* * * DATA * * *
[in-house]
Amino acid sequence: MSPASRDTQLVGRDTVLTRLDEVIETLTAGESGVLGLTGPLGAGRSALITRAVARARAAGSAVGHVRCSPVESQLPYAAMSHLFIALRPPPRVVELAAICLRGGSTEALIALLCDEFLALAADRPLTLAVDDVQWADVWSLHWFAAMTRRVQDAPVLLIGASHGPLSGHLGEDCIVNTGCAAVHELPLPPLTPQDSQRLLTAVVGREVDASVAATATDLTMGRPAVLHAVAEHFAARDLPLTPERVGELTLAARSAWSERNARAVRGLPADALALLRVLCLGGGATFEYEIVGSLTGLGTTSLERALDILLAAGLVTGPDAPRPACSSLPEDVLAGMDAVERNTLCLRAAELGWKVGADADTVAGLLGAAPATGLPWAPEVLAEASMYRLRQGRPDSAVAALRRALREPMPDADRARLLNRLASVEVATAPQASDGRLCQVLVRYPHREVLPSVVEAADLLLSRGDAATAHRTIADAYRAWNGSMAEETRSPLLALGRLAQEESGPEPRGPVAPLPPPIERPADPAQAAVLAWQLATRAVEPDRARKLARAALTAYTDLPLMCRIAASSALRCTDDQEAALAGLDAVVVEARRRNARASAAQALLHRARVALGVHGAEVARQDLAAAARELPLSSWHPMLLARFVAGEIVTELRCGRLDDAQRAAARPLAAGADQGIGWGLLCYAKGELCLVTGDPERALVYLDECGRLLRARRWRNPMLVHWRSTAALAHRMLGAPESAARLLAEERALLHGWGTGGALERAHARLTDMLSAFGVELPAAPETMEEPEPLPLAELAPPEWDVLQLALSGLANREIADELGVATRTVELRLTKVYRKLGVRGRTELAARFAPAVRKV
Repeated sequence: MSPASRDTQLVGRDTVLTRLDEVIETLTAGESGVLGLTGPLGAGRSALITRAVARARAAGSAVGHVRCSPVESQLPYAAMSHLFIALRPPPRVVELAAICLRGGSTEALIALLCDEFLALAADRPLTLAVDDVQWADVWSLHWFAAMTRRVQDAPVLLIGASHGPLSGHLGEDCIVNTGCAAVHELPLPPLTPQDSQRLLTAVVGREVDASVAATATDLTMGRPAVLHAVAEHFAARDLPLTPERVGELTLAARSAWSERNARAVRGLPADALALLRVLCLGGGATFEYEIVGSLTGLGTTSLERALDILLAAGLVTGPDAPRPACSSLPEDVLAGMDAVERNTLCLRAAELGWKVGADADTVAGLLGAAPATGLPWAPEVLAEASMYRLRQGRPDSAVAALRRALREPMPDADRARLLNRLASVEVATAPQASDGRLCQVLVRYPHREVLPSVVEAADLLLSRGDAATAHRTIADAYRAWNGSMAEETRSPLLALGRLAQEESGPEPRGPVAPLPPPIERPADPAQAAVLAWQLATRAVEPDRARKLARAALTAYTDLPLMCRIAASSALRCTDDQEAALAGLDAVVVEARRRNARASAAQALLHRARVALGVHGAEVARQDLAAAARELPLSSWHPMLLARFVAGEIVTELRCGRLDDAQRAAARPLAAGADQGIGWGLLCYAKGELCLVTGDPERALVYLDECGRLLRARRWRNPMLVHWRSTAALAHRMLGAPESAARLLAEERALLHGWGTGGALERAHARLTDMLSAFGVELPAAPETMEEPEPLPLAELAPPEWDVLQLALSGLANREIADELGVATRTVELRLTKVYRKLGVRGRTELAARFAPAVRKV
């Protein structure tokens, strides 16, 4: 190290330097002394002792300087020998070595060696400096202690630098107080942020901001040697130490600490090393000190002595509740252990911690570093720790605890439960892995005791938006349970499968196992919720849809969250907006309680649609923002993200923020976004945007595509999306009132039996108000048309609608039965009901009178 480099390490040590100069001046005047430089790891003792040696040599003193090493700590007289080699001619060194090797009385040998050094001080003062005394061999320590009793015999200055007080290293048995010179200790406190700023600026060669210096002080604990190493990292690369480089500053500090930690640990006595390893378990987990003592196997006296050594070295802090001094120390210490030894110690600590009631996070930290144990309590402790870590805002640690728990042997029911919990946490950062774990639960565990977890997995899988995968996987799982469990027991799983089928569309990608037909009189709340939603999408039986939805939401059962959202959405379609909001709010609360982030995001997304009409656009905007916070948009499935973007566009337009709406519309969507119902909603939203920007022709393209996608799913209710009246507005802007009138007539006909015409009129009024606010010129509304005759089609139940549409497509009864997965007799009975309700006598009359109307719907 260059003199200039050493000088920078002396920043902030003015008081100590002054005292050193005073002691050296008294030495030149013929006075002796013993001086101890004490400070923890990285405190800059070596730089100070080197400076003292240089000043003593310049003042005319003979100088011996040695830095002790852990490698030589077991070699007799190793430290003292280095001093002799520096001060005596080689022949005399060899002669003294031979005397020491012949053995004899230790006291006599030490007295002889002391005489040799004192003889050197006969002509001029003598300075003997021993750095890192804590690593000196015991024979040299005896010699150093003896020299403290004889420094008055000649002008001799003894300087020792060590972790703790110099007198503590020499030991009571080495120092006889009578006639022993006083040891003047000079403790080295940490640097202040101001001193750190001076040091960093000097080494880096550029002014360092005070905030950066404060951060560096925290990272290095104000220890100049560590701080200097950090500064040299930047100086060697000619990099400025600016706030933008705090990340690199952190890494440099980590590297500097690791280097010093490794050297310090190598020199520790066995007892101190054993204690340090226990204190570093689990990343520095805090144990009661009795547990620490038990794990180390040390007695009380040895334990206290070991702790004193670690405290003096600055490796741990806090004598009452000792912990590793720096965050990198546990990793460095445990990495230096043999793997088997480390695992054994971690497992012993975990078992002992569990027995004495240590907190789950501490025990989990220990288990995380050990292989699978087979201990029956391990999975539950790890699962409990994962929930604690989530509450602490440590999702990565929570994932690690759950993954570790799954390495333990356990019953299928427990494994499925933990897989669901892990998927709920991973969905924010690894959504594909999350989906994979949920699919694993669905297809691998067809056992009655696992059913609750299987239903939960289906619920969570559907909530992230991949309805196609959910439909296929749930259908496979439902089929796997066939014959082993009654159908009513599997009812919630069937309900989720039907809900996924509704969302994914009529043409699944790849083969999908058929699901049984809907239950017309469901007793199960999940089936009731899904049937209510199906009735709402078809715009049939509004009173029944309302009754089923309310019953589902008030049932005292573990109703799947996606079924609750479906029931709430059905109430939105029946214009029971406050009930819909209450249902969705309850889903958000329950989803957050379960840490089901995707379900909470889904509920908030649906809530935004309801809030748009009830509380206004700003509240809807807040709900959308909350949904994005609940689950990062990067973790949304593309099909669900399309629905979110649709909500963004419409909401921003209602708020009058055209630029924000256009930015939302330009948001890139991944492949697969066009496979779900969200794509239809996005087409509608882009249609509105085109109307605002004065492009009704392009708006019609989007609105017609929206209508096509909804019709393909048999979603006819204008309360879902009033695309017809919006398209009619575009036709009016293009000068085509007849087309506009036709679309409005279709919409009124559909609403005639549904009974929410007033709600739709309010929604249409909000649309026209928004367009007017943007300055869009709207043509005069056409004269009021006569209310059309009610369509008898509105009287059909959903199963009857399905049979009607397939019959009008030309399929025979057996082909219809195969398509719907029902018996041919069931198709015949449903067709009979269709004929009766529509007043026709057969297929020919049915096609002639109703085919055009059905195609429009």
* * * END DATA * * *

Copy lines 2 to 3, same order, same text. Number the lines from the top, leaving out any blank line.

Amino acid sequence: MSPASRDTQLVGRDTVLTRLDEVIETLTAGESGVLGLTGPLGAGRSALITRAVARARAAGSAVGHVRCSPVESQLPYAAMSHLFIALRPPPRVVELAAICLRGGSTEALIALLCDEFLALAADRPLTLAVDDVQWADVWSLHWFAAMTRRVQDAPVLLIGASHGPLSGHLGEDCIVNTGCAAVHELPLPPLTPQDSQRLLTAVVGREVDASVAATATDLTMGRPAVLHAVAEHFAARDLPLTPERVGELTLAARSAWSERNARAVRGLPADALALLRVLCLGGGATFEYEIVGSLTGLGTTSLERALDILLAAGLVTGPDAPRPACSSLPEDVLAGMDAVERNTLCLRAAELGWKVGADADTVAGLLGAAPATGLPWAPEVLAEASMYRLRQGRPDSAVAALRRALREPMPDADRARLLNRLASVEVATAPQASDGRLCQVLVRYPHREVLPSVVEAADLLLSRGDAATAHRTIADAYRAWNGSMAEETRSPLLALGRLAQEESGPEPRGPVAPLPPPIERPADPAQAAVLAWQLATRAVEPDRARKLARAALTAYTDLPLMCRIAASSALRCTDDQEAALAGLDAVVVEARRRNARASAAQALLHRARVALGVHGAEVARQDLAAAARELPLSSWHPMLLARFVAGEIVTELRCGRLDDAQRAAARPLAAGADQGIGWGLLCYAKGELCLVTGDPERALVYLDECGRLLRARRWRNPMLVHWRSTAALAHRMLGAPESAARLLAEERALLHGWGTGGALERAHARLTDMLSAFGVELPAAPETMEEPEPLPLAELAPPEWDVLQLALSGLANREIADELGVATRTVELRLTKVYRKLGVRGRTELAARFAPAVRKV
Repeated sequence: MSPASRDTQLVGRDTVLTRLDEVIETLTAGESGVLGLTGPLGAGRSALITRAVARARAAGSAVGHVRCSPVESQLPYAAMSHLFIALRPPPRVVELAAICLRGGSTEALIALLCDEFLALAADRPLTLAVDDVQWADVWSLHWFAAMTRRVQDAPVLLIGASHGPLSGHLGEDCIVNTGCAAVHELPLPPLTPQDSQRLLTAVVGREVDASVAATATDLTMGRPAVLHAVAEHFAARDLPLTPERVGELTLAARSAWSERNARAVRGLPADALALLRVLCLGGGATFEYEIVGSLTGLGTTSLERALDILLAAGLVTGPDAPRPACSSLPEDVLAGMDAVERNTLCLRAAELGWKVGADADTVAGLLGAAPATGLPWAPEVLAEASMYRLRQGRPDSAVAALRRALREPMPDADRARLLNRLASVEVATAPQASDGRLCQVLVRYPHREVLPSVVEAADLLLSRGDAATAHRTIADAYRAWNGSMAEETRSPLLALGRLAQEESGPEPRGPVAPLPPPIERPADPAQAAVLAWQLATRAVEPDRARKLARAALTAYTDLPLMCRIAASSALRCTDDQEAALAGLDAVVVEARRRNARASAAQALLHRARVALGVHGAEVARQDLAAAARELPLSSWHPMLLARFVAGEIVTELRCGRLDDAQRAAARPLAAGADQGIGWGLLCYAKGELCLVTGDPERALVYLDECGRLLRARRWRNPMLVHWRSTAALAHRMLGAPESAARLLAEERALLHGWGTGGALERAHARLTDMLSAFGVELPAAPETMEEPEPLPLAELAPPEWDVLQLALSGLANREIADELGVATRTVELRLTKVYRKLGVRGRTELAARFAPAVRKV